13. McCarroll, J. E., Ursano, R. J., & Fullerton, C. S. (1993). Symptoms of posttraumatic stress disorder following recovery of war dead. American Journal of Psychiatry, 150, 1875–1877.Google Scholar
  14. Mollica, R. F., Caspi-Yavin, Y., Bollini, P., Truong, T., Tor, S., & Lavelle, J. (1992). The Harvard Trauma Questionnaire. Validating a cross-cultural instrument for measuring torture, trauma, and posttraumatic stress disorder in Indochinese refugees. Journal of Nervous and Mental Disease, 180, 111–116.Google Scholar
  15. Mollica, R. F., McInnes, K., Sarajlic, N., Lavelle, J., Sarajlic, I., & Massagli, M. P. (1999). Disability associated with psychiatric comorbidity and health status in Bosnian refugees living in Croatia. Journal of the American Medical Association, 282, 433–439.Google Scholar
  16. Mollica, R. F., Wyshak, G., de Marneffe, D., Khuon, F., & Lavelle, J. (1987). Indochinese versions of the Hopkins Symptom Checklist-25: A screening instrument for the psychiatric care of refugees. American Journal of Psychiatry, 144, 497–500.Google Scholar
  17. Roberts, H. (2001). Kosovo: Rebuilding the mental health system. Lancet, 358, 1705.Google Scholar
  18. Salama, P., Lopes Cardozo, B., Holtz, T. H., Gotway, C., Kaiser, R., Ghitis, F., et al. (2002). The mental health of Kosovar Albanian and expatriate relief workers, Kosovo, June 2000. Manuscript submitted for publication.Google Scholar
  19. SAS Institute. (1999–2000). Statistical Analysis System (SAS) Version 8.01. Cary, NC: Author.Google Scholar
  20. Sheik, M., Gutierrez, M. I., Bolton, P., Spiegel, P., Thieren, M., & Burnham, G. (2000). Deaths among humanitarian workers. British Medical Journal, 321, 166–168.Google Scholar
  21. Shrestha, N. M., Sharma, B., Van Ommeren, M., Regmi, S., Makaju, R., Komproe, I., et al. (1998). Impact of torture on refugees displaced within the developing world: Symptomatology among Bhutanese refugees in Nepal. Journal of the American Medical Association, 280, 443–448.Google Scholar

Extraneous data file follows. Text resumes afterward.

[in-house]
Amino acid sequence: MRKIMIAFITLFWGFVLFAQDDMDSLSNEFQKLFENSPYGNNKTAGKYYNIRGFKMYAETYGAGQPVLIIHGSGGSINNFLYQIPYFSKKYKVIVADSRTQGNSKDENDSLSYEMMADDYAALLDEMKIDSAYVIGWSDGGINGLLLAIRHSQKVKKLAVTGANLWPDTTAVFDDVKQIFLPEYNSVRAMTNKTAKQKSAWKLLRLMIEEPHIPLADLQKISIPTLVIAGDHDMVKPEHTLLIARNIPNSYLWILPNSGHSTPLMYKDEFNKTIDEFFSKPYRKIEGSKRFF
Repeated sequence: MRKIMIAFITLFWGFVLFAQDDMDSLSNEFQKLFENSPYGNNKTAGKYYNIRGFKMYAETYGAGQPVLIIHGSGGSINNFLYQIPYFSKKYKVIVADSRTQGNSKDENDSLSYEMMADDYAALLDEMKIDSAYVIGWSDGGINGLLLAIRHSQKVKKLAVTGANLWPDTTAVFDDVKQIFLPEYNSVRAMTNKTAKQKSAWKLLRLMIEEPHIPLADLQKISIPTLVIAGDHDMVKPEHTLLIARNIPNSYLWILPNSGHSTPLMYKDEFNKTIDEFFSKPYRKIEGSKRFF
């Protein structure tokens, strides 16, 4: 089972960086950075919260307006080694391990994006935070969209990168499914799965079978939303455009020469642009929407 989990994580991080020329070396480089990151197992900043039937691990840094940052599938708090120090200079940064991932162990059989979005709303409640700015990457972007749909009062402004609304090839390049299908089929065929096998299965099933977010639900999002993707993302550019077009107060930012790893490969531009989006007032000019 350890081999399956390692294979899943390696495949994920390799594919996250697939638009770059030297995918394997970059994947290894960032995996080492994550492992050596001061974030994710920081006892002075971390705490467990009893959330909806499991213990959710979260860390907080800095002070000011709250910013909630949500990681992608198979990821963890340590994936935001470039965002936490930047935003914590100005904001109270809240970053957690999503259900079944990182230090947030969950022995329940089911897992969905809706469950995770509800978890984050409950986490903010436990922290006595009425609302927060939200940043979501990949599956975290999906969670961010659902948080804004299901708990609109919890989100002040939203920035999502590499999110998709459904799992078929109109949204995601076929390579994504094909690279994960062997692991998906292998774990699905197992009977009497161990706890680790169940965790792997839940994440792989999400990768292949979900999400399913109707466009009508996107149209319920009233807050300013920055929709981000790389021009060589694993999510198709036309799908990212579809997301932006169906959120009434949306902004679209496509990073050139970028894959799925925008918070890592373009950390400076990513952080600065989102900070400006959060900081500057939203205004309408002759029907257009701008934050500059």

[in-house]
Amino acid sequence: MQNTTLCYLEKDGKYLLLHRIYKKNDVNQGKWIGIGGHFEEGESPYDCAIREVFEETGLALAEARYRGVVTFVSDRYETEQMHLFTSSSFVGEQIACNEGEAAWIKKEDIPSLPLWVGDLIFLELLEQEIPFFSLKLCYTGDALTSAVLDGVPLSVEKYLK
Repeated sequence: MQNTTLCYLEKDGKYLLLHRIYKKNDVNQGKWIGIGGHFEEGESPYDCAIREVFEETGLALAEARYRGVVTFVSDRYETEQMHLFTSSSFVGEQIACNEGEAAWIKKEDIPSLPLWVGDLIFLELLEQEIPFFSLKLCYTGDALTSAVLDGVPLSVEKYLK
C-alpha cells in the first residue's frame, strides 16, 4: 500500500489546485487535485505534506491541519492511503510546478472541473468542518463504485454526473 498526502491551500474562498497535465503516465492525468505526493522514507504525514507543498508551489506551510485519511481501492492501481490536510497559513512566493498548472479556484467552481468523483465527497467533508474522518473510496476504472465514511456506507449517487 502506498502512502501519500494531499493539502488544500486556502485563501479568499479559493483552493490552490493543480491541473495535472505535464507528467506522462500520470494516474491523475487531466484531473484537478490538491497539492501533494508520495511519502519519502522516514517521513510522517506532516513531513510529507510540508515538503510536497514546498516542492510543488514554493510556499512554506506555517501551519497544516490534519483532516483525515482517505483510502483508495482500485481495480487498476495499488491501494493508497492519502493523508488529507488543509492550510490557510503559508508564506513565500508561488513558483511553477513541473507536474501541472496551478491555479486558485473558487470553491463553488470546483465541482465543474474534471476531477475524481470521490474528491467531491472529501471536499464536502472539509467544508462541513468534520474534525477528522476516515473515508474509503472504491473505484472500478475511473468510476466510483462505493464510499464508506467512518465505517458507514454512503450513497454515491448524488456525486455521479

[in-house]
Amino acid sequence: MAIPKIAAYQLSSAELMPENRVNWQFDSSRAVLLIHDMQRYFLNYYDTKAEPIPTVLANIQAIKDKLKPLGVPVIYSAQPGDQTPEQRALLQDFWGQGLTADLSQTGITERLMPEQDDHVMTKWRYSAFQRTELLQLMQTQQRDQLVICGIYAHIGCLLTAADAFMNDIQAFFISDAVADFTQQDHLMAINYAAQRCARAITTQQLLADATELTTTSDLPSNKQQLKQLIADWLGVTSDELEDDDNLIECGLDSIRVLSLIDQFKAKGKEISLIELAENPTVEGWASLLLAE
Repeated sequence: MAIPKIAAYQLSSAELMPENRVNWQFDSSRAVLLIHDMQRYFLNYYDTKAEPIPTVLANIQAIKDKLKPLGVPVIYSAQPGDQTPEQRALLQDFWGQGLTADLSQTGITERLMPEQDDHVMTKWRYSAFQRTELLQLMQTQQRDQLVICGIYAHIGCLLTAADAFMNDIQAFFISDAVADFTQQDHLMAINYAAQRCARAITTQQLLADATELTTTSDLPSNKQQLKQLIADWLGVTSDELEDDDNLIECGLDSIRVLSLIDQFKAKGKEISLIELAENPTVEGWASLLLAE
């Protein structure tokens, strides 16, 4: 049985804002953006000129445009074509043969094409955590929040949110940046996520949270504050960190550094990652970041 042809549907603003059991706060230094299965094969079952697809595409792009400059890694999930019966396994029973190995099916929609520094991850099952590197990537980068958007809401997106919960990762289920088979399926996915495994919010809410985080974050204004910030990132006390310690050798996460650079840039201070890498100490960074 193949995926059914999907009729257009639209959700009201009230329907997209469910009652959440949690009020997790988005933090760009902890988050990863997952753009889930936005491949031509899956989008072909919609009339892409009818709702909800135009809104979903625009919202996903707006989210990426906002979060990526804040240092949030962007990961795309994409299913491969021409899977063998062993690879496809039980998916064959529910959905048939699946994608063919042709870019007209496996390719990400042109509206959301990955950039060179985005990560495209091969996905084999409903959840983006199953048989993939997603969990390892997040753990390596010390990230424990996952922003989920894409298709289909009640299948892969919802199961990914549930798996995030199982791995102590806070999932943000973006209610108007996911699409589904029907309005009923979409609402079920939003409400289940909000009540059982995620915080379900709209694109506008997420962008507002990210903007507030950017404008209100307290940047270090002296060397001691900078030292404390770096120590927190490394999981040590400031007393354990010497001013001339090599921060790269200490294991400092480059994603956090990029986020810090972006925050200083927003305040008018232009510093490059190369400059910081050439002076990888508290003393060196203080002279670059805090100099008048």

22. Smith Fawzi, M. C., Murphy, E., Pham, T., Lin, L., Poole, C., & Mollica, R. F. (1997). The validity of screening for posttraumatic stress disorder and major depression among Vietnamese former political prisoners. Acta Psychiatrica Scandinavica, 95, 87–93.Google Scholar
  23. Stamm, B. H. (1997). Work-related secondary traumatic stress. PTSD Research Quarterly, 8(2), 1–6.Google Scholar
  24. Ursano, R. J., Fullerton, C. S., Vance, K., & Kao, T. C. (1999). Posttraumatic stress disorder and identification in disaster workers. American Journal of Psychiatry, 156, 353–359.Google Scholar
  25. Ursano, R. J., & McCarroll, J. E. (1990). The nature of a traumatic stressor: Handling dead bodies. Journal of Nervous and Mental Disease, 178, 396–398.Google Scholar
  26. Weisaeth, L. (1989). Importance of high response rates in traumatic stress research. Acta Psychiatrica Scandinavica Supplementum, 355, 131–137.Google Scholar

Copyright information

© International Society for Traumatic Stress Studies 2002

Authors and Affiliations

  • Timothy H. Holtz
    • 1
    • 2
    • 3
  • Peter Salama
    • 2
    • 4
  • Barbara Lopes Cardozo
    • 4
  • Carol A. Gotway
    • 5
  1. 1.Division of Parasitic DiseasesNational Center for Infectious Diseases, Centers for Disease Control and PreventionAtlanta
  2. 2.Epidemic Intelligence Service, Epidemiology Program Office, Centers for Disease Control and PreventionAtlanta
  3. 3.New York City Department of Health and Mental HygieneNew York
  4. 4.International Emergency and Refugee Health Branch, National Center for Environmental Health, Centers for Disease Control and PreventionAtlanta
  5. 5.Environmental Hazards and Health EffectsNational Center for Environmental Health, Centers for Disease Control and PreventionAtlanta

Personalised recommendations